Algebra I / Elem. Algebra
Introduction to Algebra Linear Equations and Inequalities Functions and Graphs I Lines and thier Graphs Linear Systems
Algebra II / E&I Algebra
Exponents & Polynomials Intermediate Algebra starts here!

Factoring Rational Expressions Rational Equations and Applications
Algebra III / Inter. Algebra
Radical Expressions Nonlinear Equations and Applications Functions and Graphs II Exponential and Logarithmic Functions
College Algebra
Equations and Inequalitites Functions and Graphs Polynomial and Rational Functions Exponential and Logarithmic Functions Systems and Matrices Geometry Basics Conic Sections Sequences and Series
Trigonometry
The Six Trigonometric Functions Right Triangle Trigonometry Circular Functions Graphs of Trigonometric Functions Trigonometric Identities Trigonometric Equations Oblique Triangles and the Laws Vectors Complex, Parametric, and Polar Forms
Calculus I
Limits and Continuity Derivatives Analysis of Curves Antiderivatives
Calculus II
Transcendental Functions
Geometry Physics Integration Techniques Calculus of Infinity Parametric, Polar, and Conic Curves
Calculus III
Calculus IV
15.Functions of Several Variables
16.Multiple Integration
17.Vector Analysis

Course: College Algebra
Topic: Conic Sections
Subtopic: Hyperbolas

Overview

One of the conic section curves is the hyperbola. A hyperbola has two "branches" and is created by slicing a "double cone" (one atop the other touching at their vertices) by a plane to create the two branches. The curve of a hyperbola looks somewhat like a parabola but it is not the same curve at all! A hyperbola is bounded by intersecting asymptote lines, but a parabola is unrestrained. This changes the way the hyperbola curve grows in subtle but important ways. The reflective properties of the hyperbola are distinct from those of a parabola (important difference to note!). In comparison to an ellipse, the definition of the hyperbola differs from the definition of the ellipse in terms of distance from the foci to points on the curve.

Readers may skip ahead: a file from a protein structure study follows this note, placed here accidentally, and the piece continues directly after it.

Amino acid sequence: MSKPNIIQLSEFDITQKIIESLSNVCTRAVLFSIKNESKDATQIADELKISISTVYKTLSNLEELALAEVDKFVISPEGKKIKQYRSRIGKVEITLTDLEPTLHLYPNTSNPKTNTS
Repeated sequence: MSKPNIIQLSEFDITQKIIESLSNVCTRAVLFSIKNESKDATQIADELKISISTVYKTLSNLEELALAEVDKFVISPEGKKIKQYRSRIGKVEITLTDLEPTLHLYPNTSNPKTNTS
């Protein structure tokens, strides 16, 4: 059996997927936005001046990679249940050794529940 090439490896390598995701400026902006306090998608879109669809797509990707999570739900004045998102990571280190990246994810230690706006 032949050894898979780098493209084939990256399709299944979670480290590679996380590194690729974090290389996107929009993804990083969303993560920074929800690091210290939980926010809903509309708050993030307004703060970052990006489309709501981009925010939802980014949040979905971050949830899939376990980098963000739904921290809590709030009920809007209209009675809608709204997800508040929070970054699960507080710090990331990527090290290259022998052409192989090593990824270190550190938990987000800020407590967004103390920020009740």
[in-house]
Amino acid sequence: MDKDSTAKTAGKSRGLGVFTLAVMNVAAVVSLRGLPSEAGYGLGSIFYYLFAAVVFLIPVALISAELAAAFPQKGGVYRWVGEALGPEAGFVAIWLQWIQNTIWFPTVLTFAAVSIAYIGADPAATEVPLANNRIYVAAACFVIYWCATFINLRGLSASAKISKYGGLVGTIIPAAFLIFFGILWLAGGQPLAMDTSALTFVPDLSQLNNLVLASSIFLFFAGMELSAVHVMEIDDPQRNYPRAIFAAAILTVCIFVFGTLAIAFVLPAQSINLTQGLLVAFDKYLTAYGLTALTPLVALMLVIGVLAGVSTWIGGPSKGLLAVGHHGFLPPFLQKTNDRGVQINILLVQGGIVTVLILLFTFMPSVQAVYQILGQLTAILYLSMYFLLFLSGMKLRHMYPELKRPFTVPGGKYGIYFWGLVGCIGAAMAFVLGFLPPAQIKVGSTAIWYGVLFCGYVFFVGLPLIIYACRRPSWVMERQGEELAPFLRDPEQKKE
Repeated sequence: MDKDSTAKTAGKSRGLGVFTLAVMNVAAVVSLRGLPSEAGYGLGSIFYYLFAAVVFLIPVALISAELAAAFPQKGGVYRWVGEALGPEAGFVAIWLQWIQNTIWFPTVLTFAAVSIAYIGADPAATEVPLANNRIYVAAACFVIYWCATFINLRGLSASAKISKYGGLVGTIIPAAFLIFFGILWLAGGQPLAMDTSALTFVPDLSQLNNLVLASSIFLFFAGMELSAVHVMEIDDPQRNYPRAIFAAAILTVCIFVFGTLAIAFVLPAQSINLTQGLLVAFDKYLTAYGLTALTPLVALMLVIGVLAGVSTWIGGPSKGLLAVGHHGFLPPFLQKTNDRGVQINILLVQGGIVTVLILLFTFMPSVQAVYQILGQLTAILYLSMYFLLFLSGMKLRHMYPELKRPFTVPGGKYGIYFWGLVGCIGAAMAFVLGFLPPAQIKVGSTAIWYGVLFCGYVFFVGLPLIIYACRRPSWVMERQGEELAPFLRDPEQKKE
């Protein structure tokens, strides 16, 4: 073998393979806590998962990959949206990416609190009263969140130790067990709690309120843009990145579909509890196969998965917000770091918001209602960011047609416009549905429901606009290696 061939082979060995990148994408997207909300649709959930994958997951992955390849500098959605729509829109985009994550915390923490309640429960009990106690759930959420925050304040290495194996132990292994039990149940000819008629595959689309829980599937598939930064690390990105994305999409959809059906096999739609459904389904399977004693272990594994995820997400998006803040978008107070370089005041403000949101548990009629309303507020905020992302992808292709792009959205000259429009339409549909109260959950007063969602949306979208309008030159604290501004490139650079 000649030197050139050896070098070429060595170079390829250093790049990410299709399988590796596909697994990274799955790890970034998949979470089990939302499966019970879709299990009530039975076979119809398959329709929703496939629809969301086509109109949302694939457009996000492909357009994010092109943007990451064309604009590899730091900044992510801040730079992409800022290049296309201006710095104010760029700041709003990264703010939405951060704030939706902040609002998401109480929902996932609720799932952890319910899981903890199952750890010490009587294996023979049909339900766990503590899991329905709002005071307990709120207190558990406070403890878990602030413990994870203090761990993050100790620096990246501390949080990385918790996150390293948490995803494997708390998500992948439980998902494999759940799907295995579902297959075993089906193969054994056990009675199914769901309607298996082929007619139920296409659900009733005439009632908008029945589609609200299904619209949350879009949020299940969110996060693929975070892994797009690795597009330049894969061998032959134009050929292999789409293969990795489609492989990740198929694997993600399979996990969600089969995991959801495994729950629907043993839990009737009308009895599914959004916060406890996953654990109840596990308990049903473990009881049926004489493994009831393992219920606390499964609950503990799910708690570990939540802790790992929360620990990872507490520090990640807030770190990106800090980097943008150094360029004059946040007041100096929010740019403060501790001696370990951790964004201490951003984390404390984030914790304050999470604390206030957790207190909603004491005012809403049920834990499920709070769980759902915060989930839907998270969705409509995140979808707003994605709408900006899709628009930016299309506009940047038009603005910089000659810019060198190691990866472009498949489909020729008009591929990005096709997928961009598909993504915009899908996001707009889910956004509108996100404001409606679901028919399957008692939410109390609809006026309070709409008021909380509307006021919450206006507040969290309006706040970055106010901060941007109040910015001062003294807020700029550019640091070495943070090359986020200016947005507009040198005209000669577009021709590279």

Objectives

By the end of this topic you should know and be prepared to be tested on:

• 7.4.1 Understand the standard equation of a hyperbola including those that are horizontal, vertical, or whose center is shifted to a point not at the origin
• 7.4.2 Algebraically convert the general form of a hyperbola to the standard form by completing the square as needed
• 7.4.3 Given the standard equation of a hyperbola, produce its graph both manually and electronically
• 7.4.4 Understand how to use the "defining rectangle" to locate teh asymptotes and branches of the curve when sketching a hyperbola
• 7.4.5 Given the graph of a hyperbola or information about the graph, find its equation in standard form
• 7.4.6 Find the eccentricity "e" of a hyperbola and understand its effect on the graph of the hyperbola
• 7.4.7 Understand the definition of a hyperbola as the set of points at a required distance from the two foci
• 7.4.8 Appreciate that hyperbolas have a variety of applications in science, engineering, and architecture

Terminology

Define: ellipse, standard form, focal points (foci), vertices, transverse axis, conjugate axis, defining rectangle, asymptote lines, branches, eccentricity.

Formulae: You should know how to use these formulae!

Supplemental Resources (optional)

If you need supplemental tutorial videos with examples relevant to this section go to James Sousa's MathIsPower4U and search for topics: "Graphing and Writing Equations of Hyperbolas".